link Anna George: Staff correspondent
Sarah Durand, left, and Ryann Privett discuss the suspected murderer in “Trifles.” Privett and Durand worked together as doo-op girls last year in the Portales High School theater department’s production of “Little Shop of Horrors.”
On Sept. 14, a tight knit group of student actors at Portales High School began rehearsals for production of two one-act plays. And four weeks into those rehearsals, director Bill Strong said they are really pulling the plays together.
“The kids have their characters well-developed and are almost off script,” Strong said.
The Portales High School drama department is performing “Trifles” by Susan Glaspell, a murder mystery and “Cry of Crows” by James Lee Bray, the tale of girl whose life is ruined by gossip.
They will be performing 7 p.m. Nov. 1 and 2 p.m. Nov. 2.
Admission is $5.
The heroines of “Trifles” will be played by Ryann Privett, 16, and Sarah Durand, 16, while the leads in “Cry of Crows” will be taken over by Cherena Holland, 16, and Nathan Gandara, 17. Gandara is the only seasoned actor of the group; the three actresses have played only minor characters in the past.
Strong said that the majority of his seasoned actors graduated with the 2014 class so now he is getting to watch actors and actresses jump into stardom.
“It's just the natural progression of theater,” he said. “Where the chorus member becomes the star.”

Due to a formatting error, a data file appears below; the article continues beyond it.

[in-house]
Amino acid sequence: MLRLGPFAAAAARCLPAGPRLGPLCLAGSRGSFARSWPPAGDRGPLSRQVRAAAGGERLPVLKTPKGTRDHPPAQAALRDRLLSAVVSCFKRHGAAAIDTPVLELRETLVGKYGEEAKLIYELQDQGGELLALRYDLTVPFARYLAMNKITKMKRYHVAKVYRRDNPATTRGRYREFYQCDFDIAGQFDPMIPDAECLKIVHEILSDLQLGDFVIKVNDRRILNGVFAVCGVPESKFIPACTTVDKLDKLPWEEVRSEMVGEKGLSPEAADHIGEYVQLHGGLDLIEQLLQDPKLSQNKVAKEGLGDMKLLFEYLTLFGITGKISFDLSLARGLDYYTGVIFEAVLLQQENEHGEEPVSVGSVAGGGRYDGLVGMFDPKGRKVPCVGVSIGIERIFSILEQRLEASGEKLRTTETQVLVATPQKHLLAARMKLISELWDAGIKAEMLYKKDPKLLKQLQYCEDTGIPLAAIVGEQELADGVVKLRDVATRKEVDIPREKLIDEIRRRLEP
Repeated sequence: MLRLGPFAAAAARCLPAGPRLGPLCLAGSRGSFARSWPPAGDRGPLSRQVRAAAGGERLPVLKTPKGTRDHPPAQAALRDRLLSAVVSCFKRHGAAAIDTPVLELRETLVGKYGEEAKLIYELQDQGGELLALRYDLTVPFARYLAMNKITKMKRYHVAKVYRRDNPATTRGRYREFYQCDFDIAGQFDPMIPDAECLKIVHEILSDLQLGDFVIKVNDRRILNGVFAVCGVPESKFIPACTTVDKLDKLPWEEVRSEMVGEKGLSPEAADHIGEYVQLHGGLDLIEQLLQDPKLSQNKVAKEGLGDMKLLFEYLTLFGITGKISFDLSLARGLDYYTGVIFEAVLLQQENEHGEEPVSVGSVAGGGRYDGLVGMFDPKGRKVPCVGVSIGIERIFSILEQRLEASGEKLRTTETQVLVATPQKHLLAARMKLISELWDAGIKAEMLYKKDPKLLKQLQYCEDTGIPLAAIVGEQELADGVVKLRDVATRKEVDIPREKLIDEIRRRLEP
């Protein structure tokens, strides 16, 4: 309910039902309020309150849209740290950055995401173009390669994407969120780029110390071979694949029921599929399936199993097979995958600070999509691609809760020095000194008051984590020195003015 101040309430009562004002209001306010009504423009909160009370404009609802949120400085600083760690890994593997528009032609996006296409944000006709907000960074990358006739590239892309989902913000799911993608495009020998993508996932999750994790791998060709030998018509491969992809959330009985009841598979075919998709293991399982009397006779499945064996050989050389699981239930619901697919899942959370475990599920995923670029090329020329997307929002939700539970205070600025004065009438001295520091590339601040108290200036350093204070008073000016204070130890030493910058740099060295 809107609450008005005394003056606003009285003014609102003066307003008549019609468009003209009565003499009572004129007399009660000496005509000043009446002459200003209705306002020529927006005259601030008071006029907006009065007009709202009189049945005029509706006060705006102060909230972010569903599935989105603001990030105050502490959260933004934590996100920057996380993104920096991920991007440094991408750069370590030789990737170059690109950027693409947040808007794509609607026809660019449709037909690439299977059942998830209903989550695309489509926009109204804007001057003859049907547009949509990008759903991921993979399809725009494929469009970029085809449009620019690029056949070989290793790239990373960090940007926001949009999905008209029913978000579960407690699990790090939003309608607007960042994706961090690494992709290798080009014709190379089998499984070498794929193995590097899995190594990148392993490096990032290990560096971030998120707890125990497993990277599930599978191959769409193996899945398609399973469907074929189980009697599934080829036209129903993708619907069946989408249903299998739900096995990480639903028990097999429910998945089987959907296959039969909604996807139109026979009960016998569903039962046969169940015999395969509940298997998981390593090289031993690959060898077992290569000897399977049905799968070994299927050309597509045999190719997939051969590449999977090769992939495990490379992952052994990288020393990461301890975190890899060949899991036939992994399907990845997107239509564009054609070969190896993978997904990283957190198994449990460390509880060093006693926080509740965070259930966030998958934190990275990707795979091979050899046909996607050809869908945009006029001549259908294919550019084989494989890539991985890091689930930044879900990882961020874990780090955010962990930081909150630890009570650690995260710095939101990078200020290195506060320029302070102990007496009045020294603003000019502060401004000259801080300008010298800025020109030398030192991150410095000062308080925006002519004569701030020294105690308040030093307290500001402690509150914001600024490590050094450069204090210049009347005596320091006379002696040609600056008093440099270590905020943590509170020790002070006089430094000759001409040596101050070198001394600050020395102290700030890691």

Strong said is also seeing more freshman and new students in the drama department.
Freshman Liam Hurley is playing the role of sheriff in “Trifles.” He played a small role in the ensemble during 2013's “The Music Man” but has no further stage experience, though he wants some.
“I like pretending I'm someone else,” said Hurley.
He said that he has always been interested in Portales’ dramatic world and always sees their productions.
Such was not possible for Malin Barnes, who moved from San Antonio, Texas. Barnes has been in several theater troupes because his military family moves around a lot but, he said, Portales is pleasantly close knit and haphazard.
“We all love what we're doing so we can get along,” he said.
That love for theater has led to the Portales theater troupe taking new measures to make this performance the best yet. They have done several character strengthening exercises, including pretending to be their characters while attending an ice cream social or speed dating.
“We don't look at our characters in the context of this one play anymore,” Durand said. They see their characters as real people so they can better connect with their character, she said.